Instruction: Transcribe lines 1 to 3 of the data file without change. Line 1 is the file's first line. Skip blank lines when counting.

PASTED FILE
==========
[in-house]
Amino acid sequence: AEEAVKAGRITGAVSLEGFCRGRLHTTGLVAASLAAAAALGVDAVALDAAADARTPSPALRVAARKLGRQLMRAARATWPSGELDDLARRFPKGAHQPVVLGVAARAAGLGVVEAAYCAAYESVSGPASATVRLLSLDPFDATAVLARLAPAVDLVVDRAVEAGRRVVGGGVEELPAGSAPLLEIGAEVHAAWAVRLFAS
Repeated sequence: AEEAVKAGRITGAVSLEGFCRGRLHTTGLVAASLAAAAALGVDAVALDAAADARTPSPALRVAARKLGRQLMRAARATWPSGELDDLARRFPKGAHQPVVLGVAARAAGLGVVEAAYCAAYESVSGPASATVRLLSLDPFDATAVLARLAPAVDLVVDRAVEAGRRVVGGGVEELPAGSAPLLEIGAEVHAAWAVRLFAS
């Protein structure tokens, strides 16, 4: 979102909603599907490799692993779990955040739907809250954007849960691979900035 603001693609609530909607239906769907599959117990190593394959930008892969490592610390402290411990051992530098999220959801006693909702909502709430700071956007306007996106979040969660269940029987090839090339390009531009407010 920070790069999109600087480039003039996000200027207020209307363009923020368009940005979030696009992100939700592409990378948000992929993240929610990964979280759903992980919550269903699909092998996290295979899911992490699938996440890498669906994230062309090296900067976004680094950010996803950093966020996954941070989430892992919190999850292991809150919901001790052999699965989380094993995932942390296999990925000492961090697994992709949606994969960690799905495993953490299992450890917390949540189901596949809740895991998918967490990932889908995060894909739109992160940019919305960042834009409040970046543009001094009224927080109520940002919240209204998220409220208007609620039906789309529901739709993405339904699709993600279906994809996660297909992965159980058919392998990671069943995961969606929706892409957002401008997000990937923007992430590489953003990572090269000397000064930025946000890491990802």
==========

[in-house]
Amino acid sequence: AEEAVKAGRITGAVSLEGFCRGRLHTTGLVAASLAAAAALGVDAVALDAAADARTPSPALRVAARKLGRQLMRAARATWPSGELDDLARRFPKGAHQPVVLGVAARAAGLGVVEAAYCAAYESVSGPASATVRLLSLDPFDATAVLARLAPAVDLVVDRAVEAGRRVVGGGVEELPAGSAPLLEIGAEVHAAWAVRLFAS
Repeated sequence: AEEAVKAGRITGAVSLEGFCRGRLHTTGLVAASLAAAAALGVDAVALDAAADARTPSPALRVAARKLGRQLMRAARATWPSGELDDLARRFPKGAHQPVVLGVAARAAGLGVVEAAYCAAYESVSGPASATVRLLSLDPFDATAVLARLAPAVDLVVDRAVEAGRRVVGGGVEELPAGSAPLLEIGAEVHAAWAVRLFAS